Heading back to the Harbor

On Monday morning, we drove back to Herrington Harbor to watch Kaleo be lifted from the water, power washed and placed in the rows of other land-bound vessels. We chose to keep her “on the hard” because it offers better storm protection, easier survey for prospective buyers and less maintenance than if sitting in the water.

Backing in and lining up for the lift

Washing off the East Coast muck

After Kaleo was secured on her stands, Matt went to work on polishing the hull, getting rid of the “ICW smile” (a brown stain from the muddy water) and giving every winterized system a final check. He polished the last part of the hull just as the skies opened up.

Matt polishing the day away

With the packing, prepping and polishing wrapped up, we paused to reflect on the amazing journey just completed and gave thanks to our little ship that carried, protected and taught us so much.

And with the rumble of thunderstorms above us, we drove away with the rain accompanying our tears.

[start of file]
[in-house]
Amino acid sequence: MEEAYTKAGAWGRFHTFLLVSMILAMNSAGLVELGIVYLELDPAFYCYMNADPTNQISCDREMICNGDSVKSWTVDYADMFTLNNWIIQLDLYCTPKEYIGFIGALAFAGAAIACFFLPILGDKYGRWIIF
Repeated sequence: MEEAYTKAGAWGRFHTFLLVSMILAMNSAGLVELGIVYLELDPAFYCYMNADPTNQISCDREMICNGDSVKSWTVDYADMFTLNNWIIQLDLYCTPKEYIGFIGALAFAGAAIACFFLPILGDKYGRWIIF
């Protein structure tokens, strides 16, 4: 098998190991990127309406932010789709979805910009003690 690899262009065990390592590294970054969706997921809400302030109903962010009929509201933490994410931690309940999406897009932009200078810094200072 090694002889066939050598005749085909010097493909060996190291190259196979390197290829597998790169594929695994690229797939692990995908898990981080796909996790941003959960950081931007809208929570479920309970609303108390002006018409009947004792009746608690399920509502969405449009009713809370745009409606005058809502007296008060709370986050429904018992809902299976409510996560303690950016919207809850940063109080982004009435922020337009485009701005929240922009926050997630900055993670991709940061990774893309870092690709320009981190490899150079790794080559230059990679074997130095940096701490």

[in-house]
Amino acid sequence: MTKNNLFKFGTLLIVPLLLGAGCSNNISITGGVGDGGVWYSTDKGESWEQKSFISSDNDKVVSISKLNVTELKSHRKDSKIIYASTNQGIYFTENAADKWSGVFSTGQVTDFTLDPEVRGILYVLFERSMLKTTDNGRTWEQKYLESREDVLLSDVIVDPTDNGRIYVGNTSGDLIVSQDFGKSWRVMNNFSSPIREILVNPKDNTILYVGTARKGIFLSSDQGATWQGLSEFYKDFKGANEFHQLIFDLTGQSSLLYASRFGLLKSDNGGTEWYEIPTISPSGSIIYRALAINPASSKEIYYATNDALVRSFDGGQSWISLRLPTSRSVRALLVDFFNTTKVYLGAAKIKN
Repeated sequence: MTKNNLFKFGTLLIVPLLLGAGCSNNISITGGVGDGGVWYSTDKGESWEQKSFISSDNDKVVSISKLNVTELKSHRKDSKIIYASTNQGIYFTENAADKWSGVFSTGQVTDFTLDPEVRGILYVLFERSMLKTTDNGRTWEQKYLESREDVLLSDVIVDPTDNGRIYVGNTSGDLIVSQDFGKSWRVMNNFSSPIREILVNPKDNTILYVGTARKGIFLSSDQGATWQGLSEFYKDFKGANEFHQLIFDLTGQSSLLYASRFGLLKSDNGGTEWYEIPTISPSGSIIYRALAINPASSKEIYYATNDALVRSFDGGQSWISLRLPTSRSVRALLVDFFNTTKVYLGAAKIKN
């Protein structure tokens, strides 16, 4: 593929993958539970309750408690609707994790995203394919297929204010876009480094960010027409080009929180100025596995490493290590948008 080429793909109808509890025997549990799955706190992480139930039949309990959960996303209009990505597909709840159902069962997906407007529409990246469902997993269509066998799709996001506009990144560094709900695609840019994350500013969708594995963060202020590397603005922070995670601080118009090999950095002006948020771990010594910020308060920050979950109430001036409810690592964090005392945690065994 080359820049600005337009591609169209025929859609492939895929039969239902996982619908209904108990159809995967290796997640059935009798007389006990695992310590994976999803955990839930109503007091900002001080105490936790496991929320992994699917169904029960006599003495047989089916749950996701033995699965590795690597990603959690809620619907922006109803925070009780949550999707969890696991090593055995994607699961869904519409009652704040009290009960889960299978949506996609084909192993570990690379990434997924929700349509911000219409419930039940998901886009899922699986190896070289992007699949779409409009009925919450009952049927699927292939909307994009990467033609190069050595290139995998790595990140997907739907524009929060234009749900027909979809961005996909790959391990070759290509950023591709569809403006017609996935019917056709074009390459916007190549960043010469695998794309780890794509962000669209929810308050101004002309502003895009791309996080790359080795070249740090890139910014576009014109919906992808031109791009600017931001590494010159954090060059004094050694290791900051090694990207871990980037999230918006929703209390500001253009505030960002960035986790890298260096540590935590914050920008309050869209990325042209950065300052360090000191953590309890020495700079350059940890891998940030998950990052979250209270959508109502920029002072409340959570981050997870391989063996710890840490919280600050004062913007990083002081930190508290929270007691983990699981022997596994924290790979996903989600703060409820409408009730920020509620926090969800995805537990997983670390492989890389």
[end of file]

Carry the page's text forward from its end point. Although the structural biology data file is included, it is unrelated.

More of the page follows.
It was a blessing to sail aboard our floating home, build lifelong relationships and see part of the world in such a unique way. We now have cruising in our blood. And while we have just wrapped up one adventure, we both wholeheartedly agreed that, Lord willing, it won’t be our last.

 Kaleo awaiting her next adventure

There isn’t much to report from our drive back to Texas, other than a cargo van corners like an semi-truck and guzzles gas like an airplane. By far the delight of the drive was pulling into the driveway for a warm welcome from family.

Going forward, this blog will be less about our cruising adventures and more on our cruising reflections and future dreams. THANK YOU for joining us as virtual crew along this journey. And we’d be honored if you’d stay on as we transition into land-based sailors for awhile.


Portsmouth & Norfolk, VA

From the Outer Banks we ventured across the Albemarle Sound and while it shares a similarly precarious reputation with the Pamlico, we had a safe and smooth crossing to Coinjock, NC.